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'We are 100 percent sure' | After 35 years of investigating, Bedford Police clear homicide case

With the help of a genealogist and public records, Bedford detectives recently used the DNA profile to put together a family tree of the suspect.

BEDFORD, Texas — Bedford Police announced Monday that detectives had solved a homicide case from more than 30 years ago in large part because of modern technology that wasn't available at the time.

Last month, detectives identified Ray Anthony Chapa as the person who sexually assaulted and killed Bedford's Janet Love in her apartment in 1986 after decades of investigating, according to Bedford Police. 

Investigators have been using DNA technology and systems to find and identify Chapa with Bedford Police Chief Jeff Williams saying "we are 100 percent sure this is the person who committed this terrible crime."

On April 24, 1986, Janet Love was found dead in her apartment off of L Don Dodson Dr. by two co-workers after she did not show up for work as a ticket agent for Delta Airlines. 

During the investigation, police determined an unknown person had entered the 32-year-old woman's apartment and sexually assaulted her before shooting and killing her before leaving.

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Investigators followed up on many leads for decades, but they weren't able to identify a suspect. 

A DNA profile was collected from the scene, eventually processed and later entered into the FBI Combined DNA Index System, when the database was created in 1998. This system links unknown DNA left during the time of a crime to offenders who are legally required to provide samples for the database, according to the FBI.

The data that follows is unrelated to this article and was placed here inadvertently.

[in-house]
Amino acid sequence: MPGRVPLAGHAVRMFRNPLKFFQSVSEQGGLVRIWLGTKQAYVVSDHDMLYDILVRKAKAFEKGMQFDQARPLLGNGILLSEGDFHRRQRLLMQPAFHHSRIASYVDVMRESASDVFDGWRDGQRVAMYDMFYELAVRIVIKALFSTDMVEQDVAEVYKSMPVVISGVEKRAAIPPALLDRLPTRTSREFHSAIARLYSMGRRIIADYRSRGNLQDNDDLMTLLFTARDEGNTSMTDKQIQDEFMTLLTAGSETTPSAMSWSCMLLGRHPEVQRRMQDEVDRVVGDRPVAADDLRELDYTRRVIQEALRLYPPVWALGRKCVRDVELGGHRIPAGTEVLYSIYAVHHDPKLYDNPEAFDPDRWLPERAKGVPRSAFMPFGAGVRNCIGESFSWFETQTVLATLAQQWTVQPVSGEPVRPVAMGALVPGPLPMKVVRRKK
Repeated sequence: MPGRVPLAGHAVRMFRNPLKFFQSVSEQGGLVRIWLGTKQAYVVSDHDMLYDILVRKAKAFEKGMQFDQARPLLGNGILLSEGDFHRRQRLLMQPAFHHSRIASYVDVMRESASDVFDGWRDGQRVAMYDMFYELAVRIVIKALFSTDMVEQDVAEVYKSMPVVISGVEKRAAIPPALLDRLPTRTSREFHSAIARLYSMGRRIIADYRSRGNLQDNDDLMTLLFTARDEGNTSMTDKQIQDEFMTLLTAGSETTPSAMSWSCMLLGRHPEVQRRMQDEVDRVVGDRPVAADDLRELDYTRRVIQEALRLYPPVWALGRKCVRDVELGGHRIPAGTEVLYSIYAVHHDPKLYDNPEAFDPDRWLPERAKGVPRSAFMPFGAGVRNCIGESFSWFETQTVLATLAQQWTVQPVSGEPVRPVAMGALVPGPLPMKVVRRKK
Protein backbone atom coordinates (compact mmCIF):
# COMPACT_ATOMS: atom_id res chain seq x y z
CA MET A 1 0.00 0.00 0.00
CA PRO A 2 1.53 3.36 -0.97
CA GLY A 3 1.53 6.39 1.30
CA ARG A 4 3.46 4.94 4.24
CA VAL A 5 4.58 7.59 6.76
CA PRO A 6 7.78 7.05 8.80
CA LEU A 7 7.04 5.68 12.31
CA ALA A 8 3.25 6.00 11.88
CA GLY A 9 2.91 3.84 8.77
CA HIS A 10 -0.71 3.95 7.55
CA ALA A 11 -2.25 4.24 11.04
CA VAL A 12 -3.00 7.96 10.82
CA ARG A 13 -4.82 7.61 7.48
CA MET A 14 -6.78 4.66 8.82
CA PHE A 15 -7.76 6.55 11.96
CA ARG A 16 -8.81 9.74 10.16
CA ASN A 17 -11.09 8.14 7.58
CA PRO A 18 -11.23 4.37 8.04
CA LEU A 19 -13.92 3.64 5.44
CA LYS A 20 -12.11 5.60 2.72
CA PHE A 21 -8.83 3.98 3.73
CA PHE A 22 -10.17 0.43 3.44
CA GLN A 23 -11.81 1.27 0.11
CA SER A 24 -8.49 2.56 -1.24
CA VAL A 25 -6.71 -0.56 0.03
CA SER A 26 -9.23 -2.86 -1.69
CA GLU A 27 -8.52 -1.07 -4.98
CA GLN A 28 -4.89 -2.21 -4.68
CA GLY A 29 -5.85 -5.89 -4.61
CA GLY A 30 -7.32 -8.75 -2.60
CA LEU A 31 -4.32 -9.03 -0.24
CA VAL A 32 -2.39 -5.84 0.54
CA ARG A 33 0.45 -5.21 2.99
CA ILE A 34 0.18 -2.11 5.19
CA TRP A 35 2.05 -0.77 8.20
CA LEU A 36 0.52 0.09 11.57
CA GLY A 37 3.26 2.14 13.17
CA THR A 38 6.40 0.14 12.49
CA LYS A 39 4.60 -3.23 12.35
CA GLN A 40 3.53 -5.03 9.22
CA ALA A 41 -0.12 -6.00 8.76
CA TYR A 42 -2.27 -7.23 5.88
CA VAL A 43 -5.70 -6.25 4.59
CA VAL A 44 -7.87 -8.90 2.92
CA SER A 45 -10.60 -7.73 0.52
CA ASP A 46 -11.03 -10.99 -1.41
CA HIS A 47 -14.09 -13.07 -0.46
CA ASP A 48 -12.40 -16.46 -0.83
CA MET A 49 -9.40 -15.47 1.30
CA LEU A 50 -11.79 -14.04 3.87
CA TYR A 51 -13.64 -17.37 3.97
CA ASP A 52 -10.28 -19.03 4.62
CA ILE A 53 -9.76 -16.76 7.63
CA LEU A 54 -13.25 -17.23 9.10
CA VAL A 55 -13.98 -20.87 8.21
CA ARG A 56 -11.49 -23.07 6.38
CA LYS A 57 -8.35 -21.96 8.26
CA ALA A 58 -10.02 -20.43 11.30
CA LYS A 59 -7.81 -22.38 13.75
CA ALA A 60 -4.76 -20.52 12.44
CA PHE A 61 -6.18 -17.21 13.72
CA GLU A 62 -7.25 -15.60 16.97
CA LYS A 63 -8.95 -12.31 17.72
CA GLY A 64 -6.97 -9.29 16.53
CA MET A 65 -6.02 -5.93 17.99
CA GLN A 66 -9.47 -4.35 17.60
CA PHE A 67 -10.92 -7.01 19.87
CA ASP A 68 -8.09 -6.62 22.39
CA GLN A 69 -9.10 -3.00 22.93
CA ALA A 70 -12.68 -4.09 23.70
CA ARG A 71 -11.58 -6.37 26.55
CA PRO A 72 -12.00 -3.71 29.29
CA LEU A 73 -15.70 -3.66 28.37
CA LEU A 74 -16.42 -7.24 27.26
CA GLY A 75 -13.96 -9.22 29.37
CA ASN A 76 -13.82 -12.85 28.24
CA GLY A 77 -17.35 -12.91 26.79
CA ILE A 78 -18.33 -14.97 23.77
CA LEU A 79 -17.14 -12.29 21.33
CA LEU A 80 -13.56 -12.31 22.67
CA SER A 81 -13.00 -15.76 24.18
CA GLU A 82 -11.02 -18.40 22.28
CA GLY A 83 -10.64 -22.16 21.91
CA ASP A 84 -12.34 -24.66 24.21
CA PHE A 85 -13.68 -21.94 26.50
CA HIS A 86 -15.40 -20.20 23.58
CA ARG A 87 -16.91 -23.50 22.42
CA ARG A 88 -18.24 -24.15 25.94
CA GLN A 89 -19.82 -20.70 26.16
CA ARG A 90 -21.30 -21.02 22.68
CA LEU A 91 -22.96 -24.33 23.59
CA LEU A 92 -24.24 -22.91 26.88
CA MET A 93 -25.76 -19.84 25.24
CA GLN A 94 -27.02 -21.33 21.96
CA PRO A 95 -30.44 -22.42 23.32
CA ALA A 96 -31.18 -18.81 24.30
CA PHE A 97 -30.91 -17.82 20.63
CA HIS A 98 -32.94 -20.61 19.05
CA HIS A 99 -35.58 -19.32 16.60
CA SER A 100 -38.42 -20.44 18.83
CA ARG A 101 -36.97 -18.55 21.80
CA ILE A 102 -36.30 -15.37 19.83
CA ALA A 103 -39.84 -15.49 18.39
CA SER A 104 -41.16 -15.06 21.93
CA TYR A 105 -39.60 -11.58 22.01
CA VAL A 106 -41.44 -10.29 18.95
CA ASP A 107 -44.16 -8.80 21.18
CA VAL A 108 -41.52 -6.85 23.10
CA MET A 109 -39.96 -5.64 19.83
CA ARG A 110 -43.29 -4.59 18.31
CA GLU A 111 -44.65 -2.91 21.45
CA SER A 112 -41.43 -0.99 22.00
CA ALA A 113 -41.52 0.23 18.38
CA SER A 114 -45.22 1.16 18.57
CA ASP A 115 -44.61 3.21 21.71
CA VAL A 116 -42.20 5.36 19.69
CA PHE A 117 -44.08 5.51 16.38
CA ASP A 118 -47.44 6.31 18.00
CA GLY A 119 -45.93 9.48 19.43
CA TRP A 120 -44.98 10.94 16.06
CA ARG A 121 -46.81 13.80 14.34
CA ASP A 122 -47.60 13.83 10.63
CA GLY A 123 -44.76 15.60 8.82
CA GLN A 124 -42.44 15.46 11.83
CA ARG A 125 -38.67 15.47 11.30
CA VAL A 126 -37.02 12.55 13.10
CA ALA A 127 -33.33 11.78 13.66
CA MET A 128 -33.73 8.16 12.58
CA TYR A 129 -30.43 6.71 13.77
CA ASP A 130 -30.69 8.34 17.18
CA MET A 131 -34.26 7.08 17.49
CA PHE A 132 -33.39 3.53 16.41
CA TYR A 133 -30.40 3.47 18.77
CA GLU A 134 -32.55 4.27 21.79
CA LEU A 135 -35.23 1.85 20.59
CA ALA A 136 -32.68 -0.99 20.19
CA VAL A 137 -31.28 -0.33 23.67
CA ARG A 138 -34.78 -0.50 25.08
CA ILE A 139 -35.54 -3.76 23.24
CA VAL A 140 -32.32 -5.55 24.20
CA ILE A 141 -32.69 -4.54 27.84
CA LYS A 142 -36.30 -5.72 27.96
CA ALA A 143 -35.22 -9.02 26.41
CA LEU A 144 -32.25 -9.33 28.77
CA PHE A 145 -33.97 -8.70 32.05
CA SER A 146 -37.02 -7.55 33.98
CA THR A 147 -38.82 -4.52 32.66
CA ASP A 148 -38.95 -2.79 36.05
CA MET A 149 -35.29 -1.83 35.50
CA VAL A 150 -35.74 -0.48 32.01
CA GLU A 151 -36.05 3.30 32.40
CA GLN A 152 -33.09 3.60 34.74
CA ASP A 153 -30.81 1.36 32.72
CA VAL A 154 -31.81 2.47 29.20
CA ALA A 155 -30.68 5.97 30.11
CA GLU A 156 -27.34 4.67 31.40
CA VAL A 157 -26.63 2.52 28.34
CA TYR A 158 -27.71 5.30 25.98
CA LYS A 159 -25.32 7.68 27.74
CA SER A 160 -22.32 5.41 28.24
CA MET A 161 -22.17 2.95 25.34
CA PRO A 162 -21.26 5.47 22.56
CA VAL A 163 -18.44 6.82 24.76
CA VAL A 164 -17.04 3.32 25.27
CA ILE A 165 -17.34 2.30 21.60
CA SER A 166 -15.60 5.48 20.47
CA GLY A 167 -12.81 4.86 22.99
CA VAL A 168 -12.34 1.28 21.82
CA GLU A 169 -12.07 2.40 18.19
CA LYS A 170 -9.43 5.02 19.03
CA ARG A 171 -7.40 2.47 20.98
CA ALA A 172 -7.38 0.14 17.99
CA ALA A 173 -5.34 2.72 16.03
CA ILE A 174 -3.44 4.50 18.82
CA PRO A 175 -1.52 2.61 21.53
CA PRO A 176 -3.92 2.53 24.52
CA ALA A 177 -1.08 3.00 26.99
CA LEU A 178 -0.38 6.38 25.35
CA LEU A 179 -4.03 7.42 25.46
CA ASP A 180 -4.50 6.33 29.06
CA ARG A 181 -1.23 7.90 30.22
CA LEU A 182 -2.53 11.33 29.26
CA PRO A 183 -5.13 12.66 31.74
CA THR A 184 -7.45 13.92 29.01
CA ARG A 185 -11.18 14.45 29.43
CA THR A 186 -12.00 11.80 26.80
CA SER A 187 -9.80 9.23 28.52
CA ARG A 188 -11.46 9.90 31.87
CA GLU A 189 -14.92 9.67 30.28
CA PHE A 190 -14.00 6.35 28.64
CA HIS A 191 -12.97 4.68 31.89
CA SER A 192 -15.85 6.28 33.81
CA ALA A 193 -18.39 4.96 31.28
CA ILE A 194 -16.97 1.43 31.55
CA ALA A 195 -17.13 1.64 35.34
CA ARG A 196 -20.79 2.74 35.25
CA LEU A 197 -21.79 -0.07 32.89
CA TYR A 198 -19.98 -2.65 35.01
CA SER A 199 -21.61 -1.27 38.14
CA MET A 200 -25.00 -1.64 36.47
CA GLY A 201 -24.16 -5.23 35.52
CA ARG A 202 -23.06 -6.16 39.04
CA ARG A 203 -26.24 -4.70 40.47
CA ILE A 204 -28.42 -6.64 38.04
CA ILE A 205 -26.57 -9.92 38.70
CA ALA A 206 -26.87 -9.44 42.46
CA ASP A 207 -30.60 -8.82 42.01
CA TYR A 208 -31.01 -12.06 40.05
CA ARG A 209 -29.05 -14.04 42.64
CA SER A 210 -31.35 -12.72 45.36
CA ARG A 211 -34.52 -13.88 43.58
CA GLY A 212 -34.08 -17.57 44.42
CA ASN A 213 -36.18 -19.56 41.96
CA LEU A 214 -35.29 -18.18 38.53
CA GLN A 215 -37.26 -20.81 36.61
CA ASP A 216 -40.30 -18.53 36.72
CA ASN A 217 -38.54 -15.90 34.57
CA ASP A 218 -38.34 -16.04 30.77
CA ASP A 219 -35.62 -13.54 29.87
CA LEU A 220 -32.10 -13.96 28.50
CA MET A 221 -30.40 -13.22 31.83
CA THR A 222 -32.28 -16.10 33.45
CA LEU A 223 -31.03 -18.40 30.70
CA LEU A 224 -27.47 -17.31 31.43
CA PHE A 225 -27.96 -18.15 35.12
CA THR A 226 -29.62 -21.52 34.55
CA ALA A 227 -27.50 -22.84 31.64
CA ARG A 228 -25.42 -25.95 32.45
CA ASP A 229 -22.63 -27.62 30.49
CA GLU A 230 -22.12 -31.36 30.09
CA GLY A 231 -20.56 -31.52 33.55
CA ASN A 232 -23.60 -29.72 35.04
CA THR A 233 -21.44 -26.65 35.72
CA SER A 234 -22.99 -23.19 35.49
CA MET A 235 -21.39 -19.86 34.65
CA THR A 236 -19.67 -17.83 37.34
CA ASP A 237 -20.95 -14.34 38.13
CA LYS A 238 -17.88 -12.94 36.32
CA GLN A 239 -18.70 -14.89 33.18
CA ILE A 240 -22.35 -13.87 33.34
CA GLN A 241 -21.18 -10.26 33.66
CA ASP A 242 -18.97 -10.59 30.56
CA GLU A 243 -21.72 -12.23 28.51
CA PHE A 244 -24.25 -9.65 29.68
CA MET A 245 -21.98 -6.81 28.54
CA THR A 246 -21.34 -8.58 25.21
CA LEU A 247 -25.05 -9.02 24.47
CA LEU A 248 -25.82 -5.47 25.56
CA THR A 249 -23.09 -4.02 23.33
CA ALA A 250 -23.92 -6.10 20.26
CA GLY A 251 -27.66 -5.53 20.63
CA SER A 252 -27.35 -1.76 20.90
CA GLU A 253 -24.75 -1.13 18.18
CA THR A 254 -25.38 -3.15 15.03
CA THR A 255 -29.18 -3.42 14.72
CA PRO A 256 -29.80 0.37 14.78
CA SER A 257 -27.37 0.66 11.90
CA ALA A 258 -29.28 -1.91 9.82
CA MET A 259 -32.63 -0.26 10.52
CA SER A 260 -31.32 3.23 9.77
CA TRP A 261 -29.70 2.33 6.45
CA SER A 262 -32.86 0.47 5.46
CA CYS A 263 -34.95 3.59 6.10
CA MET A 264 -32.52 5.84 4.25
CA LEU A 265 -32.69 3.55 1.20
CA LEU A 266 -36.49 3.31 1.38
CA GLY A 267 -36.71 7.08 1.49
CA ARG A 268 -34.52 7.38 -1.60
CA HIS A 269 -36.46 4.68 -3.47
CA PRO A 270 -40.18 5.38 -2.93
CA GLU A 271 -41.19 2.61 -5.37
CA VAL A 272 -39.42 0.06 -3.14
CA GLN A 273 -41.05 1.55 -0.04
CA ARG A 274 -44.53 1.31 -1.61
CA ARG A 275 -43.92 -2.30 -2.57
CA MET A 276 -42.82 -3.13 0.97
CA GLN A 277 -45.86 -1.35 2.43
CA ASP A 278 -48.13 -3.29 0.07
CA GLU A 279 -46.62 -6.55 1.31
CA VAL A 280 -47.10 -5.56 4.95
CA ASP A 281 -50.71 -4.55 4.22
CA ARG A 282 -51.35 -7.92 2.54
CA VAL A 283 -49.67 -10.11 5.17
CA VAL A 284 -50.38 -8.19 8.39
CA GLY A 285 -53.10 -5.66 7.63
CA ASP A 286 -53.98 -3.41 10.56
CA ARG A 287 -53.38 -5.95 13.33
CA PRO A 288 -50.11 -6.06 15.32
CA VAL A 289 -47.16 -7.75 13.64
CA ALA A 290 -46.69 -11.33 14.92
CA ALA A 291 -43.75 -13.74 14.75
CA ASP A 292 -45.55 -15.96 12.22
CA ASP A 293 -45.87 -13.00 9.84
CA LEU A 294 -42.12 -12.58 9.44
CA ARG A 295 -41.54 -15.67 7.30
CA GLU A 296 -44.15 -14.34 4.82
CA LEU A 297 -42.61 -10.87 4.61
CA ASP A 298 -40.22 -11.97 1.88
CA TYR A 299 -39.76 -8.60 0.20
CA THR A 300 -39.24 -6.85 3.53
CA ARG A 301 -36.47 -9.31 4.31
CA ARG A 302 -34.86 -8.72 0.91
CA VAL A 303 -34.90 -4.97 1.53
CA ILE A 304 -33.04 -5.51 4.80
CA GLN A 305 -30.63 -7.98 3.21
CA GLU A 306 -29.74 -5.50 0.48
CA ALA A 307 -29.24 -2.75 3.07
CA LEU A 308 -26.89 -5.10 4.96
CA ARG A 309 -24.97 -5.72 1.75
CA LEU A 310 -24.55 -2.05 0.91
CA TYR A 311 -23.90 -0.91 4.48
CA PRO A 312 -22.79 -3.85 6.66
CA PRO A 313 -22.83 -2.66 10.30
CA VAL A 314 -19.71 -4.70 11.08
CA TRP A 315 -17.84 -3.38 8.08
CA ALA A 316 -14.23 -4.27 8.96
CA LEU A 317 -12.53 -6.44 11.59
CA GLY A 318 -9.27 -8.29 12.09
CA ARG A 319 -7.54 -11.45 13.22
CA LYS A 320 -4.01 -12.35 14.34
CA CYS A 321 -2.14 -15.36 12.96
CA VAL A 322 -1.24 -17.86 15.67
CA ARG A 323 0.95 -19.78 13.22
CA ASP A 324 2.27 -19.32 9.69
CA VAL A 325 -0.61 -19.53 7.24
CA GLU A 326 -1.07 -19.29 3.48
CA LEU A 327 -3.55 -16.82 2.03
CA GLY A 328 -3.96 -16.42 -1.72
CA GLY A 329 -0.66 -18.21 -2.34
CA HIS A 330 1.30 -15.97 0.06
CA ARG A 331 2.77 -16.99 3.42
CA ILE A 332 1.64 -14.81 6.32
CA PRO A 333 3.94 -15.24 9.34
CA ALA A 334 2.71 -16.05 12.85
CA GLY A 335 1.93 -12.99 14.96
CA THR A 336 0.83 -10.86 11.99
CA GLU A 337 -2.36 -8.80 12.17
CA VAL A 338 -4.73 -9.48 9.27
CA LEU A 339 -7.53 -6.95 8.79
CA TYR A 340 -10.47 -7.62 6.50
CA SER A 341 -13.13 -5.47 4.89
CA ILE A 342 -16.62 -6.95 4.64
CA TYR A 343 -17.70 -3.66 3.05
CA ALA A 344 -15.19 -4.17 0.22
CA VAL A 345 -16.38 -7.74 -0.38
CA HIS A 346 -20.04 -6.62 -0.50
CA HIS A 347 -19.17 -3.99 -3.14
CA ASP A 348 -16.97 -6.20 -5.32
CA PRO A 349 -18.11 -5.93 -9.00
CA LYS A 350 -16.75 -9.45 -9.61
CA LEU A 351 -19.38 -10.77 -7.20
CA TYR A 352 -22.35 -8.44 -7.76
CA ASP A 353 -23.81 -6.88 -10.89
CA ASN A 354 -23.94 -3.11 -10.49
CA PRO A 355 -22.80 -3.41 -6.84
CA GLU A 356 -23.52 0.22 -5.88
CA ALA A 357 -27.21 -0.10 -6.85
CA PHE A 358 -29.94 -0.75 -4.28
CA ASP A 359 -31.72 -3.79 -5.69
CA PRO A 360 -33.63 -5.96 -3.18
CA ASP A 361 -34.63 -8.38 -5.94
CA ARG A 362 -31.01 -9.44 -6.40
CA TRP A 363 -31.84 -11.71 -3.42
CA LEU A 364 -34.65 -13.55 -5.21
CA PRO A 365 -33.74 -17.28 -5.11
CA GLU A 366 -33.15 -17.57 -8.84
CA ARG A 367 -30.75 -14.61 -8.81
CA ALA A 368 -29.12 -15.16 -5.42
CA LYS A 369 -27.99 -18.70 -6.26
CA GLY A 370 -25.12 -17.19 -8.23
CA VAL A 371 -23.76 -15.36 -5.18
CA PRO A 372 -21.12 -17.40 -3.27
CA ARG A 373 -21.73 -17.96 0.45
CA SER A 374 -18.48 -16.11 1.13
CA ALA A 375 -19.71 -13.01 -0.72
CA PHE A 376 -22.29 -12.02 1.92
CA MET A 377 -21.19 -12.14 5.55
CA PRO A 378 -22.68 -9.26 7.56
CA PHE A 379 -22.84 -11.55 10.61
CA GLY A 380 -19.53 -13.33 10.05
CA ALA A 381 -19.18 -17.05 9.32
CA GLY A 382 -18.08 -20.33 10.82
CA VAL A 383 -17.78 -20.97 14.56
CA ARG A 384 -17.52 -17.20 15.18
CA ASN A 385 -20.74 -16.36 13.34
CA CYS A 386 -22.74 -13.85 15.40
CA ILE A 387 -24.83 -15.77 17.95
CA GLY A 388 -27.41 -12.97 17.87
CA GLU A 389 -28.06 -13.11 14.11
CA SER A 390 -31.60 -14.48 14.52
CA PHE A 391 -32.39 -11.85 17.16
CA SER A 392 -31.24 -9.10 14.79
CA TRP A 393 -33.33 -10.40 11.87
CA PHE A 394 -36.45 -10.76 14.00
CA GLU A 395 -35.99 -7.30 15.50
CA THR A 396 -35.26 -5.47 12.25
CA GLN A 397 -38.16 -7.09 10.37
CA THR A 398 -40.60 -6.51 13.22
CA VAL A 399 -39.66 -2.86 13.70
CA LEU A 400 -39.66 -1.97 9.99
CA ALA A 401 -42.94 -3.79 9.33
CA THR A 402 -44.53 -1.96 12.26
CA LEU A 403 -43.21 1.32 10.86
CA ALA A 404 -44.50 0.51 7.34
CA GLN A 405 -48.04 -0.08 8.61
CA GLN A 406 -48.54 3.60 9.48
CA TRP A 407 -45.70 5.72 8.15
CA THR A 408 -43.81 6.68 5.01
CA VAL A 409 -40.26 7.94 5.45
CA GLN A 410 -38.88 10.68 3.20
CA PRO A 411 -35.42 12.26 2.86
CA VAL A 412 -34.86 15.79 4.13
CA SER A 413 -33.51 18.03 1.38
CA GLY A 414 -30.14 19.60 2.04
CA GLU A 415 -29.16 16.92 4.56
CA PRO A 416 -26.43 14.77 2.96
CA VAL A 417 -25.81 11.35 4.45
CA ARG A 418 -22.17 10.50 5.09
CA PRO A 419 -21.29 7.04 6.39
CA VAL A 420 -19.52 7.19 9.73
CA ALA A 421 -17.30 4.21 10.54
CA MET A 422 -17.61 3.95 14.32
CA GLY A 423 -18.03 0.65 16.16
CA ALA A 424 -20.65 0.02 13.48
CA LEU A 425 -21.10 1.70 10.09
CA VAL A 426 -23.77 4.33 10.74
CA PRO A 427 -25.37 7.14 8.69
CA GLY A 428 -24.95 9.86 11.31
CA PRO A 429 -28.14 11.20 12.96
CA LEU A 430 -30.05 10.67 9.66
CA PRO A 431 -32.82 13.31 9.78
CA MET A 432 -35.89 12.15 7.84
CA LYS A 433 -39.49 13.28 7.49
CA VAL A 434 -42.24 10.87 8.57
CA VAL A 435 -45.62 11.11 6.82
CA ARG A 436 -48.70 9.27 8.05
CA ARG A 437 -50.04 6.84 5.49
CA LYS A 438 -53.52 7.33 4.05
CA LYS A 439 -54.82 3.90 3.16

As police continued to investigate the case and follow up on leads, the suspect’s DNA profile never matched with another crime or offender entered into the FBI's system.

Toward the end of 2020, Bedford Police learned about a Texas Department of Public Safety grant called the Sexual Assault Kit Initiative Project. The grant uses funds from the U.S. Department of Justice to conduct a similar process as what the FBI Combined DNA Index System provides with more of a specific focus. The Texas project uses forensic genetic genealogy testing of DNA samples from unknown offenders who are linked to sexual assaults and sexually related homicides. 

With the help of a genealogist and public records, detectives used the DNA profile to put together a family tree of the suspect. This gave investigators a name, so they requested the help of two family members to confirm the man's identity through a kinship analysis conducted by the University of North Texas Center for Human Identification.

In September, Bedford Police identified Chapa as the person who sexually assaulted and killed Love. Chapa lived less than 1,000 feet from Love in a neighboring apartment complex at the time of the homicide, police say. 

Credit: Bedford Police Department

When the crime happened in 1986, using DNA to solve crimes was still in its early stages. Police departments did not regularly share information with other law enforcement agencies at the time because of lack of centralized databases and the challenge of communicating without email or other forms of more modern technology.

In January 2021, Chapa died from a terminal illness. 

Detectives are currently working with the FBI to look at other possible offenses he could be connected to across the country in case other crimes can be solved. In addition to the North Texas area, police say Chapa also lived in Chicago and Montana.

“Chapa had no known ties to the victim and was never considered a suspect until DNA technology revealed the truth,” Williams said. “I am so grateful for all the detectives’ hard work and finally being able to bring closure to Janet’s family. They’ve had to wait 35 years for this day.”

Before investigators released this information, Bedford Police Department members met with the families of Love and Chapa. Both families have asked for privacy.

“The search never stopped,” Bedford Sgt. Brett Bowen said, who was one of the detectives on the Love case when it was cleared. “It wasn’t unsolved because of lack of effort; we just needed science and technology to catch up to be able to put the final pieces together.”

Investigators believe Chapa may be connected to additional crimes. If you have any additional information related to Chapa, Bedford Police ask you to call the department at 817-952-2272.